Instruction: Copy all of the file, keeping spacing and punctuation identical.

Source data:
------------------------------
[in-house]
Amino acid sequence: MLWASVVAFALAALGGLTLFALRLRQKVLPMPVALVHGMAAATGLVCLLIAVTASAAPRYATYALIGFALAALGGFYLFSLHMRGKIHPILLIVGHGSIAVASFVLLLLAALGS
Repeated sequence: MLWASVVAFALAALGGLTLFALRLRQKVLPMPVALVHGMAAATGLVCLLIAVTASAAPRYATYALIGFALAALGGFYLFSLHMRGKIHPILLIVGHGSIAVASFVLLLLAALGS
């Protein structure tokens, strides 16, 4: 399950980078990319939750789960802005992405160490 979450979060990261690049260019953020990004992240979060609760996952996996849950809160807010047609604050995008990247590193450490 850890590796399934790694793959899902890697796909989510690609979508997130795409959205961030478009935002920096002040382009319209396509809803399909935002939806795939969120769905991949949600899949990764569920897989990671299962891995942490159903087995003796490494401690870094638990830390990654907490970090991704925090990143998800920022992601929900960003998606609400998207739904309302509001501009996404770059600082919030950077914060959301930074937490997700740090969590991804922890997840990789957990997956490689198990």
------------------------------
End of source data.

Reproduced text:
[in-house]
Amino acid sequence: MLWASVVAFALAALGGLTLFALRLRQKVLPMPVALVHGMAAATGLVCLLIAVTASAAPRYATYALIGFALAALGGFYLFSLHMRGKIHPILLIVGHGSIAVASFVLLLLAALGS
Repeated sequence: MLWASVVAFALAALGGLTLFALRLRQKVLPMPVALVHGMAAATGLVCLLIAVTASAAPRYATYALIGFALAALGGFYLFSLHMRGKIHPILLIVGHGSIAVASFVLLLLAALGS
């Protein structure tokens, strides 16, 4: 399950980078990319939750789960802005992405160490 979450979060990261690049260019953020990004992240979060609760996952996996849950809160807010047609604050995008990247590193450490 850890590796399934790694793959899902890697796909989510690609979508997130795409959205961030478009935002920096002040382009319209396509809803399909935002939806795939969120769905991949949600899949990764569920897989990671299962891995942490159903087995003796490494401690870094638990830390990654907490970090991704925090990143998800920022992601929900960003998606609400998207739904309302509001501009996404770059600082919030950077914060959301930074937490997700740090969590991804922890997840990789957990997956490689198990």